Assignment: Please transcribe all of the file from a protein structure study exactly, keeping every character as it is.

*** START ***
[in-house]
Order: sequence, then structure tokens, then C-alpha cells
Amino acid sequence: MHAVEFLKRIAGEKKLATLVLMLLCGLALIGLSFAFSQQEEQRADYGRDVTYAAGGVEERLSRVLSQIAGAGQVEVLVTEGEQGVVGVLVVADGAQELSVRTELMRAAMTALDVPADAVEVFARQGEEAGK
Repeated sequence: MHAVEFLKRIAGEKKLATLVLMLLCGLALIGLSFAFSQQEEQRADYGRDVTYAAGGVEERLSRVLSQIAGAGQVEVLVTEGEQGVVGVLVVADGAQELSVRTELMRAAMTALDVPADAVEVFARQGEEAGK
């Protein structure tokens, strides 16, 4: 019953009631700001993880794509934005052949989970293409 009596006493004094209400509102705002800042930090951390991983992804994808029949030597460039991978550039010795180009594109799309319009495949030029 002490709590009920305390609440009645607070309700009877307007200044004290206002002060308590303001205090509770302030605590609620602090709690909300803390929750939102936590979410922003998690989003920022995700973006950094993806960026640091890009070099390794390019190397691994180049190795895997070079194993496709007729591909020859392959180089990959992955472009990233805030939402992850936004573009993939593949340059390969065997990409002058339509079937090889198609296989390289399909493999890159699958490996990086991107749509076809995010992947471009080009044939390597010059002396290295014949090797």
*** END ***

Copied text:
[in-house]
Order: sequence, then structure tokens, then C-alpha cells
Amino acid sequence: MHAVEFLKRIAGEKKLATLVLMLLCGLALIGLSFAFSQQEEQRADYGRDVTYAAGGVEERLSRVLSQIAGAGQVEVLVTEGEQGVVGVLVVADGAQELSVRTELMRAAMTALDVPADAVEVFARQGEEAGK
Repeated sequence: MHAVEFLKRIAGEKKLATLVLMLLCGLALIGLSFAFSQQEEQRADYGRDVTYAAGGVEERLSRVLSQIAGAGQVEVLVTEGEQGVVGVLVVADGAQELSVRTELMRAAMTALDVPADAVEVFARQGEEAGK
């Protein structure tokens, strides 16, 4: 019953009631700001993880794509934005052949989970293409 009596006493004094209400509102705002800042930090951390991983992804994808029949030597460039991978550039010795180009594109799309319009495949030029 002490709590009920305390609440009645607070309700009877307007200044004290206002002060308590303001205090509770302030605590609620602090709690909300803390929750939102936590979410922003998690989003920022995700973006950094993806960026640091890009070099390794390019190397691994180049190795895997070079194993496709007729591909020859392959180089990959992955472009990233805030939402992850936004573009993939593949340059390969065997990409002058339509079937090889198609296989390289399909493999890159699958490996990086991107749509076809995010992947471009080009044939390597010059002396290295014949090797």